Want to develop software for a Windows PC? All you need is a Windows desktop or laptop and some software tools. But Windows doesn’t just run on notebooks and desktops anymore — a growing number of Windows devices are tablets, phones, and other devices which feature embedded hardware.

So Microsoft is working with Intel and other partners to create developer boards that let programmers test Windows apps the same way they would Android or embedded Linux apps.

One of the first Windows compatible dev boards will be the Intel Sharks Cove. It’s due out in the second half of 2014.

sharks cove

Sharks Cove is basically a single-board computer with an Intel Atom processor, USB and SDIO connectors as well as GPIO pins, UART, I2C, and I2S connections for testing and debugging hardware and software.

Microsoft says creating drivers for tablets and other devices featuring system-on-a-chip (SOC) designs can be different from programming for traditional PCs because SOC products use low-power internal buses and lack  standard connectors like PCI slots and USB connectors.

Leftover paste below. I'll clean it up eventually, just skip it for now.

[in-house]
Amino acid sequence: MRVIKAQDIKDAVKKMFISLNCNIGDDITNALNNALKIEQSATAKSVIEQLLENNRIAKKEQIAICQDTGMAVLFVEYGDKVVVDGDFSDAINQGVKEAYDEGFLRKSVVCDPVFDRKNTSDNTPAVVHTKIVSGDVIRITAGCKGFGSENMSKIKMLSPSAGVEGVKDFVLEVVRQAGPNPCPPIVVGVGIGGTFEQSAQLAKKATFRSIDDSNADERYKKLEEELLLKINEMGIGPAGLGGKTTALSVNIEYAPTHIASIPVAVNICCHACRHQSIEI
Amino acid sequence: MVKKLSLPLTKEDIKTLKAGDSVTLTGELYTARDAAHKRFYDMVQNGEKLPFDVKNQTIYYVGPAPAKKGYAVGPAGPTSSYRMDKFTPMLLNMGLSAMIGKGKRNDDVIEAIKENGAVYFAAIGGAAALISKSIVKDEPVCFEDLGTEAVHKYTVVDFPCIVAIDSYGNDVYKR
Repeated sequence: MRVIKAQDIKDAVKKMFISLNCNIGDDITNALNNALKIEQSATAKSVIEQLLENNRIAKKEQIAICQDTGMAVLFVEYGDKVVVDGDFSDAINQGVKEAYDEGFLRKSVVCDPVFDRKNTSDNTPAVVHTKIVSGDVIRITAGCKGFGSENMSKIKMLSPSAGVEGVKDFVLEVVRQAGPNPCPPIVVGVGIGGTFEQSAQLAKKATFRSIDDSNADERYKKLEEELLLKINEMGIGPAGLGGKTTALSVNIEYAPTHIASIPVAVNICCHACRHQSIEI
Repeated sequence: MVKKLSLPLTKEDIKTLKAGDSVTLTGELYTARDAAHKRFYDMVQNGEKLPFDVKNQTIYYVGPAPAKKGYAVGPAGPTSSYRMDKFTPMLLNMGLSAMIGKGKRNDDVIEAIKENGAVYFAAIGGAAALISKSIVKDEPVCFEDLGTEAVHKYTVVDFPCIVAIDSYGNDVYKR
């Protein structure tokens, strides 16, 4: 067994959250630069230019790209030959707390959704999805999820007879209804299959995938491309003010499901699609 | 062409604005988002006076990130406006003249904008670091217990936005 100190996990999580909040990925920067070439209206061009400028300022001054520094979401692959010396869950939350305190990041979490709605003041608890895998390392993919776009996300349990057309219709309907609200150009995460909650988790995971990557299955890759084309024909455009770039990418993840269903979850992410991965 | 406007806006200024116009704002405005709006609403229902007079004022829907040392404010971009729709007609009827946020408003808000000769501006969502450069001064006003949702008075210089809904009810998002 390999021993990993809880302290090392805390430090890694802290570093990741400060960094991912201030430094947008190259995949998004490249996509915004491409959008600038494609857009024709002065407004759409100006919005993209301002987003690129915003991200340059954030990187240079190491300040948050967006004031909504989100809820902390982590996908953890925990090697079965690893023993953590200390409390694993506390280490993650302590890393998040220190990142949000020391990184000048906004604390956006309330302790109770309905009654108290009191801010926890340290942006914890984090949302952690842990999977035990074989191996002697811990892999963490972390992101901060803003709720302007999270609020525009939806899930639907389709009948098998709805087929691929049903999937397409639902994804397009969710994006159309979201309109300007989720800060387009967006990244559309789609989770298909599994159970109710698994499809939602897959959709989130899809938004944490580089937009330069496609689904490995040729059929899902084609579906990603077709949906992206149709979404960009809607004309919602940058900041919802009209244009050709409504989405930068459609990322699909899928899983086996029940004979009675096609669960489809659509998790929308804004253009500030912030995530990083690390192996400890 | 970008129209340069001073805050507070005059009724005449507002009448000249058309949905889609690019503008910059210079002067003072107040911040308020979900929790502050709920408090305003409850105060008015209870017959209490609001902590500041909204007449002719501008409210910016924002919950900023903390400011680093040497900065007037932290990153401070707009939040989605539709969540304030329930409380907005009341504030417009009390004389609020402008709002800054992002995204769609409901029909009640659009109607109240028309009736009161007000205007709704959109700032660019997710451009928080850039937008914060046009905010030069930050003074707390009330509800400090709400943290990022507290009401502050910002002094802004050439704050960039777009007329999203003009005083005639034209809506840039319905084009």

Microsoft will also developer tools including software that lets Windows boot from a USB drive when used with a Sharks Cove board or similar device. While Intel’s board will be one of the first Windows developer boards available, Microsoft says it’s also looking at the possibility of supporting boards from other vendors.

There’s no word on how much a Sharks Cove board will cost, but according to Microsoft part of the goal is to offer an “affordable” board that developers can without paying additional licensing fees or other costs. There are already a number of ARM-based dev boards for use with Android, Linux, and other operating systems… and Sharks Cove won’t exactly be the first Intel Atom-based model. The MinnowBoard MAX, for example, is expected to launch in June for $99.

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3 replies on “Intel Sharks Cove is a Windows-compatible dev board, Microsoft says more to come”

  1. I think they’re wanting to take more advanced marketshare from Linux (think robotics, drones, etc). A true Windows embedded platform with hardware support perhaps.

  2. Yeah, it’s lack of development hardware that’s the problem…ok.

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